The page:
An entrepreneur is a decision making machine. Yes, they’re good at networking, good at spotting the next big trend, and good devising solutions to problems people haven’t even thought of yet, but what everything about the founder’s tool set comes down to is good decision making. If you want to succeed in business, you need the clarity to identify exactly what the challenge is facing you at the given moment, identify what resources you have at your disposal, and the ability to decide quickly how to deploy those resources to meet the challenge; to solve the problem; to win over the client; to, in any situation, drive your business to success rather than allow it to succumb to failure.
It’s a difficult skill to acquire. In the early days of a business, when resources are stretched and you need quick wins, you can’t afford to fail once. One botched pitch, one delayed delivery could spell disaster. When you’re trying to get established, there’s no term but short term, and learning to make decisions under pressure in the short term is not a recipe for success as you mature.
You need to remember just how important data is to your decision making process. You need data gathered on the capacity and ability of your own teams, so you know exactly how much your people can achieve when you need to push them, and data on your customers! That sounds sinister, but it’s really the most basic information you need: how do your customers behave in your store, on your website? When do they spend money and what stops them? You need to know, or you could be missing out on a whole chunk of revenue simply because people can’t find the product they want. You also need to know where you sit with your competitors. Brand tracking shows you what people think of your business, and others in your industry, so you can work out if you have an image problem and how to fix it!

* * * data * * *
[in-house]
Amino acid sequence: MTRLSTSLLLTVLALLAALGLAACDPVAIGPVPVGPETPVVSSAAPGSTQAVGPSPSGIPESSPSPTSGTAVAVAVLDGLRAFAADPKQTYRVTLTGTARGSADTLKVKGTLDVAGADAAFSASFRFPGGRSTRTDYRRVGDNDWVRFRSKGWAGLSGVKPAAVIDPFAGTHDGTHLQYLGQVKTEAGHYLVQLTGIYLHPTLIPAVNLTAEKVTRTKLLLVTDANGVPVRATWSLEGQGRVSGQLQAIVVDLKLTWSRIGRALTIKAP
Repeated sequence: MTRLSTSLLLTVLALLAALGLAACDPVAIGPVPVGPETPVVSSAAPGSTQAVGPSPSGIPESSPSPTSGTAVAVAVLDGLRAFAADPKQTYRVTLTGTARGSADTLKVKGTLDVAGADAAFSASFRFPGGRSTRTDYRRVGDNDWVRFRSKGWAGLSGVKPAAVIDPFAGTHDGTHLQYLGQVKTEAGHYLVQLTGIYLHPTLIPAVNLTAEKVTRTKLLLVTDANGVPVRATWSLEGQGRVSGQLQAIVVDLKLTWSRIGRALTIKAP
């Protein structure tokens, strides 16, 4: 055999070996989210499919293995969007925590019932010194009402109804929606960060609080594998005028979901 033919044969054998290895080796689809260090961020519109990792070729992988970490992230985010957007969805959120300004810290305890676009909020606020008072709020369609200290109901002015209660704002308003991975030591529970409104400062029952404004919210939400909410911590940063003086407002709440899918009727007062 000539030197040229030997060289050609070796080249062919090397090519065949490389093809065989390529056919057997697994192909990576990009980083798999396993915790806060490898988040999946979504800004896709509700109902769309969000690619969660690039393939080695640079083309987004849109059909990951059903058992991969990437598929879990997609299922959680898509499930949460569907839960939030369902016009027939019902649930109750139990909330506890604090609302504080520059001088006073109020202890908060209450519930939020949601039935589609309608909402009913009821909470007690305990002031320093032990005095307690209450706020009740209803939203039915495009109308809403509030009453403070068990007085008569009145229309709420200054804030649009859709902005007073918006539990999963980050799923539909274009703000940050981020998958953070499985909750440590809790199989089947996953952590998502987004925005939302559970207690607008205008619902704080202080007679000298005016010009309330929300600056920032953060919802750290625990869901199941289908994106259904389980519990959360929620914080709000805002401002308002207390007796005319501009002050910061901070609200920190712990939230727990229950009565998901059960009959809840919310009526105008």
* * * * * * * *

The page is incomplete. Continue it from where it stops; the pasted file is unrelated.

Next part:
This is a difficult balance to strike. Confidence in your abilities and judgements and the courage of your convictions is vital. If you didn’t think you have the ability to succeed you’d never have got as far as you have – it’s a vital motivator! But too many entrepreneurs trip up on their confidence.
If you’re not careful it can become arrogance, and if you arrogantly assume you know best and you can do no wrong, it’ll soon come back to bite you. Even if your business thrives, an arrogant, overbearingly confident attitude will drive your closest employees away.
Make sure you listen: listen to other people’s ideas and insights, their doubts about your plans, and above all listen to data! If someone is telling you your decision is bad, at least give them a fair hearing, rather than plugging your ears and ploughing blindly ahead. At worst, you hear a different perspective that you don’t agree with. At best, you avoid a major mistake!